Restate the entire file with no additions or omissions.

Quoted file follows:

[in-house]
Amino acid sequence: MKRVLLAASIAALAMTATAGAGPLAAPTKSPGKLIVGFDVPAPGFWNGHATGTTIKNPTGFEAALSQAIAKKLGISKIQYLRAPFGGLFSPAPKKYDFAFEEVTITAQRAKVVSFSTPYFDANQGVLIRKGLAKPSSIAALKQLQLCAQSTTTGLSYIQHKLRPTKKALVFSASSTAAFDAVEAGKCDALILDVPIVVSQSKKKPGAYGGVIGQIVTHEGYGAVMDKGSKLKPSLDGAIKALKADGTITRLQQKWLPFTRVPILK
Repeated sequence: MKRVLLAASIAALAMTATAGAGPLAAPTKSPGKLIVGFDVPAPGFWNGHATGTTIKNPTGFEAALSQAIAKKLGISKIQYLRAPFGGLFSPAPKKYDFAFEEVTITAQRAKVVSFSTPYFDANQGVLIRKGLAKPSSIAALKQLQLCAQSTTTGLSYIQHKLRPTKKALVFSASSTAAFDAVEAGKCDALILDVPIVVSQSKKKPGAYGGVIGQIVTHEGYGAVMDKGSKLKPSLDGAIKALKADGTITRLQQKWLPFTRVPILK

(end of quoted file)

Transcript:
[in-house]
Amino acid sequence: MKRVLLAASIAALAMTATAGAGPLAAPTKSPGKLIVGFDVPAPGFWNGHATGTTIKNPTGFEAALSQAIAKKLGISKIQYLRAPFGGLFSPAPKKYDFAFEEVTITAQRAKVVSFSTPYFDANQGVLIRKGLAKPSSIAALKQLQLCAQSTTTGLSYIQHKLRPTKKALVFSASSTAAFDAVEAGKCDALILDVPIVVSQSKKKPGAYGGVIGQIVTHEGYGAVMDKGSKLKPSLDGAIKALKADGTITRLQQKWLPFTRVPILK
Repeated sequence: MKRVLLAASIAALAMTATAGAGPLAAPTKSPGKLIVGFDVPAPGFWNGHATGTTIKNPTGFEAALSQAIAKKLGISKIQYLRAPFGGLFSPAPKKYDFAFEEVTITAQRAKVVSFSTPYFDANQGVLIRKGLAKPSSIAALKQLQLCAQSTTTGLSYIQHKLRPTKKALVFSASSTAAFDAVEAGKCDALILDVPIVVSQSKKKPGAYGGVIGQIVTHEGYGAVMDKGSKLKPSLDGAIKALKADGTITRLQQKWLPFTRVPILK